Steve Jobs did the impossible. He got me to work in a mall. I only lasted 10 months, but that’s ten more months than I ever thought I would be working in a mall. His passing somehow brought me a greater sense of pride that I was part of the company than working in the store actually did. I was truly saddened last night. I think everyone expected his death, but not so soon, not five weeks after he stepped down.
I have been struck by the magnitude of his death. From President Obama releasing a statement last night to floral tributes outside Apple stores, most tributes have been appropriate, but others have been cringe inducing. Jobs oversaw every detail of his company and intimately cared about each product the company produced. What current CEO does that? Not a one. However, he was no MLK, Jr., a comparison I heard last night that made me spit up my milk and cookies all over my MacBook Pro. Coincidentally, I had watched MLK, Jr.’s anti-Vietnam speech earlier in a class yesterday, reinforcing the point that his impact on intellectual thought, humanity, freedom, and rights is immeasurable and never was anyone so damn eloquent in bringing that about.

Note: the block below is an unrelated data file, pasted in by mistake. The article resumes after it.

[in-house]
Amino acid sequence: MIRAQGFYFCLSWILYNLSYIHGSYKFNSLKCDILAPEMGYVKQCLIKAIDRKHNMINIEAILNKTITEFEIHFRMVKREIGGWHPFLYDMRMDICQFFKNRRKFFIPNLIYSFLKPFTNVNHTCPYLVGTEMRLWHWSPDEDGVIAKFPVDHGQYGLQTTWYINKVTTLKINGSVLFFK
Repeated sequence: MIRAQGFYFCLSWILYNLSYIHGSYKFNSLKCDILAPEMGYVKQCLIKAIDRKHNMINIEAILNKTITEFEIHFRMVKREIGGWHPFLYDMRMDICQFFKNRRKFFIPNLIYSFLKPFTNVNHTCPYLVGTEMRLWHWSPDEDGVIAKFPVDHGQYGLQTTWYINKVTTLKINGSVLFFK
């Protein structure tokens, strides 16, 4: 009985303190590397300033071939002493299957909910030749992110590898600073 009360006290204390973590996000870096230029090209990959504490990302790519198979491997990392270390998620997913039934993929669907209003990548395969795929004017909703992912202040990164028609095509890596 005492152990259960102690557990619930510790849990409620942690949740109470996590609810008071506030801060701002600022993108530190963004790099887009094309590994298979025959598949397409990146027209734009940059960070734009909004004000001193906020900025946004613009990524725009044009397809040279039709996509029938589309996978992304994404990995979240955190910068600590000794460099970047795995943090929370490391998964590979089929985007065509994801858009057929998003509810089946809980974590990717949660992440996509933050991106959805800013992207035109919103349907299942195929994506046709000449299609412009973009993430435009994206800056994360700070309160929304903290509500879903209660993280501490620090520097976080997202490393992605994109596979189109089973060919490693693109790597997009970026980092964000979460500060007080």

Nevertheless, as I sit here, studying (which I really should be doing right now) I see a few iPads, many iPhones, an 11-inch MacBook Air, and a handful of other MacBooks. Jobs’ influence is everywhere and it’s stunning that in a person’s absence we are more acutely aware of their legacy and we immediately yearn for their presence more than we ever did when they were alive. And that is why death hurts so much.